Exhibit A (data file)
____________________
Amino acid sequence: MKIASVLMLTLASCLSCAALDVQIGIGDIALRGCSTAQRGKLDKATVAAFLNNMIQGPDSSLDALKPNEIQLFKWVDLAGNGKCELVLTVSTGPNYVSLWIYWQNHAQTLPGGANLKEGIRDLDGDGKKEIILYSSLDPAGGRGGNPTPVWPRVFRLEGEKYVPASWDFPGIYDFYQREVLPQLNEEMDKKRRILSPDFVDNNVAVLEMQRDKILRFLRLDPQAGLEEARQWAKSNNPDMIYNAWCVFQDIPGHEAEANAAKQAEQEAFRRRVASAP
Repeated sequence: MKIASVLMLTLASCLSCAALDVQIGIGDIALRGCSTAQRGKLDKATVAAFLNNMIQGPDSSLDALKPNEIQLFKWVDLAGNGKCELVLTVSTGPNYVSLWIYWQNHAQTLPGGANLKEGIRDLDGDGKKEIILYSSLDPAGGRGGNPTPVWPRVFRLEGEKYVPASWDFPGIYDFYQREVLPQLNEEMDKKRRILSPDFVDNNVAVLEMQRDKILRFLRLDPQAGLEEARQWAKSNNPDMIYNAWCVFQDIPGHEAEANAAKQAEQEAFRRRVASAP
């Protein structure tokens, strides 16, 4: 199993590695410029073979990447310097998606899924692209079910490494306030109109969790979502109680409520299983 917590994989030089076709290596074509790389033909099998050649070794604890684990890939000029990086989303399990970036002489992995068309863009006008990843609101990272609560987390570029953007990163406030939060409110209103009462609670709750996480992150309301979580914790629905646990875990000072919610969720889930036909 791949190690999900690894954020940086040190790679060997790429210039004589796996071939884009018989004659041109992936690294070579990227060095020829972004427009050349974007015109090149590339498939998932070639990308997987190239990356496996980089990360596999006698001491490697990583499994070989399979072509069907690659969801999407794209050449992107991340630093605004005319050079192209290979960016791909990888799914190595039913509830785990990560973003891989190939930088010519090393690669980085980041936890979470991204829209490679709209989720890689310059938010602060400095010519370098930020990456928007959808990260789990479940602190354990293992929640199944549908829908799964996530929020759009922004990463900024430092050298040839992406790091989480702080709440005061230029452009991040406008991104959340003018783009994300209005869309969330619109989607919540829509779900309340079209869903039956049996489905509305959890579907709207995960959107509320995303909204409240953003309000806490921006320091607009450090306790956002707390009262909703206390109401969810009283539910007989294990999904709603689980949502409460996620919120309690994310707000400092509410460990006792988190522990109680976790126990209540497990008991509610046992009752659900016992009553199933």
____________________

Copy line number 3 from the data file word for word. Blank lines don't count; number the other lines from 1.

């Protein structure tokens, strides 16, 4: 199993590695410029073979990447310097998606899924692209079910490494306030109109969790979502109680409520299983 917590994989030089076709290596074509790389033909099998050649070794604890684990890939000029990086989303399990970036002489992995068309863009006008990843609101990272609560987390570029953007990163406030939060409110209103009462609670709750996480992150309301979580914790629905646990875990000072919610969720889930036909 791949190690999900690894954020940086040190790679060997790429210039004589796996071939884009018989004659041109992936690294070579990227060095020829972004427009050349974007015109090149590339498939998932070639990308997987190239990356496996980089990360596999006698001491490697990583499994070989399979072509069907690659969801999407794209050449992107991340630093605004005319050079192209290979960016791909990888799914190595039913509830785990990560973003891989190939930088010519090393690669980085980041936890979470991204829209490679709209989720890689310059938010602060400095010519370098930020990456928007959808990260789990479940602190354990293992929640199944549908829908799964996530929020759009922004990463900024430092050298040839992406790091989480702080709440005061230029452009991040406008991104959340003018783009994300209005869309969330619109989607919540829509779900309340079209869903039956049996489905509305959890579907709207995960959107509320995303909204409240953003309000806490921006320091607009450090306790956002707390009262909703206390109401969810009283539910007989294990999904709603689980949502409460996620919120309690994310707000400092509410460990006792988190522990109680976790126990209540497990008991509610046992009752659900016992009553199933």